Insurance companies frequently raise the so-called “dishonesty” exclusion that is typically found in most professional liability and directors and officers insurance policies.  Last week, the U.S. Court of Appeals for the Sixth Circuit took a substantial step toward curtailing that practice.  In a coverage dispute with eight-figure implications, the appellate court found in favor of the policyholder and ruled that publishing false statements does not equate to dishonesty and thus is not sufficient to support application of a dishonesty exclusion.

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On September 18, 2019, a Texas federal court vacated its prior ruling and entered summary judgment for the insured, finding that after a hacker impersonating the customer convinced the insured to wire $1 million out of the customer’s account, the insurer had a duty to defend its insured against claims by its customer because the potential for coverage existed.  See Quality Sausage Company, LLC, et al. v. Twin City Fire Insurance Co., Civil Action No. 4:17-CV-111 (S.D.TX) (Dkt. No. 110).  The prior order was based on disputed extrinsic evidence, which the court considered in deciding the duty to defend, even though Texas’ narrow exception to the “eight corners” rule is limited to only undisputed extrinsic evidence.

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Real estate investment trust VERIET, Inc. (formerly known as American Realty Capital Properties) announced this week that it agreed to a $765.5 million settlement to resolve shareholder class action and related lawsuits arising from a host of alleged securities violations and accounting fraud at ARCP since the company went public in 2011. Defendants in the class action settlement have agreed to pay more than $1 billion in compensation, including millions from ARCP’s former manager and principals, chief financial officer, and former auditor.

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The Seventh Circuit recently withdrew its controversial opinion that broadly interpreted an exclusion in Emmis Communications Corporation’s D&O policy, thereby barring coverage for losses in connection with claims of circumstances “as reported” under Emmis’ other insurance policy. The reversal, while very rare, was the correct result that alleviated concerns about the chilling effect the court’s broad reading of the exclusion may have on policyholders’ decisions to provide notice under all potentially applicable insurance policies.

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On August 19, 2019, a Texas appellate court reversed a trial court’s summary judgment in favor of an excess carrier, and ruled as a matter of law that an arbitration award in favor of a former officer was covered under the EPL component of a management liability policy.  In doing so, the court rejected the carrier’s reliance on an Insured v. Insured exclusion.  The court also looked to the policy’s definition of “Interrelated Wrongful Acts,” a concept typically relied on by carriers to deny or limit coverage, to sweep a variety of allegations within the scope of the policy’s EPL insuring agreement and an exception to the Insured v. Insured exclusion.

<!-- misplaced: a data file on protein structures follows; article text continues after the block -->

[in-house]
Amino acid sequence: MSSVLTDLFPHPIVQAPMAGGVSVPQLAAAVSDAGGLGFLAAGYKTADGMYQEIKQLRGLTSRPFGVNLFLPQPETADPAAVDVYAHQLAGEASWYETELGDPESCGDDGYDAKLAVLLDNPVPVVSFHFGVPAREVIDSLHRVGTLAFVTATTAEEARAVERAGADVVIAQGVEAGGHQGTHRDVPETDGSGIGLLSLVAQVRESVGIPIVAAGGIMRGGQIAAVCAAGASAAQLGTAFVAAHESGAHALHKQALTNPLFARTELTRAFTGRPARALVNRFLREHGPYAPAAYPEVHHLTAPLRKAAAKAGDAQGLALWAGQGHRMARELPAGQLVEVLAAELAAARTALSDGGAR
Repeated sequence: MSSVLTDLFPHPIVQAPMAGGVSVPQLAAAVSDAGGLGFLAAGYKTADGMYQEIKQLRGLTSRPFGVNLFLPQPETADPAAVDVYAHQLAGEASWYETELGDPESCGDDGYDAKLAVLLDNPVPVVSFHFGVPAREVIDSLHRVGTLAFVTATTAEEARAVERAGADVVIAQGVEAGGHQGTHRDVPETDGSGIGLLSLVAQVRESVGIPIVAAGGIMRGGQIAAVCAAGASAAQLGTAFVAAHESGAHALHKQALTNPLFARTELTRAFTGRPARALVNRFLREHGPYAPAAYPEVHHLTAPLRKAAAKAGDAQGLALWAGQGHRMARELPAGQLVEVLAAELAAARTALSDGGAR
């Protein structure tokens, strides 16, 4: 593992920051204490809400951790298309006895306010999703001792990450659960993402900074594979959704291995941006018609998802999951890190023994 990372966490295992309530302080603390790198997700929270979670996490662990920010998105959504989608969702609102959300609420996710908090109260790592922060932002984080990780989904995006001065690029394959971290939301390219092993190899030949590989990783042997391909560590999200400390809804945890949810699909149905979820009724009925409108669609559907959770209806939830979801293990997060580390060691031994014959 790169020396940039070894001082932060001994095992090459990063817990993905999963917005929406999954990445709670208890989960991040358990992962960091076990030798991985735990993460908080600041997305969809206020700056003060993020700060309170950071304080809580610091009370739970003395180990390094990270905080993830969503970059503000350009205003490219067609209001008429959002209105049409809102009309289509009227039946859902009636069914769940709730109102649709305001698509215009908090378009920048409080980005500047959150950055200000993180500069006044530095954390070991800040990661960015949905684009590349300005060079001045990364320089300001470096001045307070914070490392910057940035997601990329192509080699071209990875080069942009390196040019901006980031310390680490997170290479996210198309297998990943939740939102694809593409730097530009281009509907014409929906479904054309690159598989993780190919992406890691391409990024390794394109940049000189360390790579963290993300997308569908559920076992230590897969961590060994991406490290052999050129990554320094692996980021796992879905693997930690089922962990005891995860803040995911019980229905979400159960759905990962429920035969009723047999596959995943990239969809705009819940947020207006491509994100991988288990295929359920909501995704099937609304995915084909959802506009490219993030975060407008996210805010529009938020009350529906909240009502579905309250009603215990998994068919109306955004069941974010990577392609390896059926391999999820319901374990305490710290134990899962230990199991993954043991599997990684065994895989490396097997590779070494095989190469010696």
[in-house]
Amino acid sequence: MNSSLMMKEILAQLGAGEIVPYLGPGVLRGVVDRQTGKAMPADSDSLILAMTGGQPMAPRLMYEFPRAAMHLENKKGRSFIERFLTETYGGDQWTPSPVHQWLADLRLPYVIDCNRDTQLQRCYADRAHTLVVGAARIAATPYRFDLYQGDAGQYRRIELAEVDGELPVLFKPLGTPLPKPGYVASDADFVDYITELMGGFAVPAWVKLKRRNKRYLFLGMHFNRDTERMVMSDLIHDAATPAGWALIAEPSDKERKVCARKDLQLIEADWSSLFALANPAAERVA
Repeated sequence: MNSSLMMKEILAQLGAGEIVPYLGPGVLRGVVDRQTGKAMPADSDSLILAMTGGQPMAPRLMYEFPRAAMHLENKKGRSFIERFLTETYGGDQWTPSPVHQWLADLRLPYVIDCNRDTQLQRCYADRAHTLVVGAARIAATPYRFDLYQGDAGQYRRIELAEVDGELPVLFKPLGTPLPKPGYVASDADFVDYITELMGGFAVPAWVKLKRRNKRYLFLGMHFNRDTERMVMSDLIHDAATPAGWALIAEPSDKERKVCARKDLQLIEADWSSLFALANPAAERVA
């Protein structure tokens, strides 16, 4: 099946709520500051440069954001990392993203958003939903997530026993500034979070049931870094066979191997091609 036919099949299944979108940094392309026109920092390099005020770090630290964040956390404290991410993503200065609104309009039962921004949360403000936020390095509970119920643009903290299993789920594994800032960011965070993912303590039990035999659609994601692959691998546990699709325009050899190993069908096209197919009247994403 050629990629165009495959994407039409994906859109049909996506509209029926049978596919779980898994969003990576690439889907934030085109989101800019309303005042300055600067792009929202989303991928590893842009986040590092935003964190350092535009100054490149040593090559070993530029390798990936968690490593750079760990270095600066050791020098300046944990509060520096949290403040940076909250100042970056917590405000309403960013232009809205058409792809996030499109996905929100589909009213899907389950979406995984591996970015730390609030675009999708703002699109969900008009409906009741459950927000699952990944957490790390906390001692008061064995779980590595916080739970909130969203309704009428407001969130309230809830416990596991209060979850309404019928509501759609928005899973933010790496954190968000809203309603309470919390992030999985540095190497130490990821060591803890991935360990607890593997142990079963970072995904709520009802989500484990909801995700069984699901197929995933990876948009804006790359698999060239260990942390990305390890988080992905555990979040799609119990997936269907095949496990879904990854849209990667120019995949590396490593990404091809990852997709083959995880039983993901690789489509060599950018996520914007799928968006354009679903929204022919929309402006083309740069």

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Equifax Inc. recently announced that it has agreed to pay up to $700 million to settle numerous government investigations and consumer claims arising out of a 2017 breach that exposed Social Security numbers, addresses and other personal data belonging to over 148 million individuals. Following the breach, Equifax faced investigations from the Federal Trade Commission, the Consumer Financial Protection Bureau, all 50 state attorneys general and consumers prosecuting nationwide multidistrict litigation. As part of the deal, Equifax will contribute approximately $300 million to compensate consumers, with the potential to increase to $425 million depending on the number of claims filed. Equifax also agreed to pay $175 million to state governments, plus another $100 million in civil penalties to the CFPB.
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On June 17, 2019, the First Circuit held that an insurer’s duty to defend was triggered because the underlying complaint set forth claims that required a showing of intent as well as claims that sought recovery for conduct that “fits comfortably within the definition of an ‘accident.’” In Zurich American Ins. Co v. Electricity Maine, LLC, Zurich sought declaratory judgment that, under a D&O policy, it had no duty to defend the insured, Electricity Maine, an electrical utility company being sued in the underlying class action. Zurich argued it had no duty to defend because the underlying complaint failed to allege that Electricity Maine engaged in conduct that qualified as an “occurrence” or that caused “bodily injury” under the terms of the policy. The First Circuit disagreed.

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The May 13, 2019 decision by the US Supreme Court in Apple, Inc. v. Pepper has brought antitrust concerns, and the insurance issues they raise, front and center.  While Apple, Inc., of course, is a publicly traded company, private companies can also fall victim to these issues and need to look to coverage for protection. 

The Delaware Superior Court ruled that insurers could not rely on Written Consent and Cooperation clauses in directors and officers liability insurance policies to avoid coverage for settlements by Dole Food Company, Inc. (“Dole”) in shareholder disputes involving fraud in a go-private transaction.

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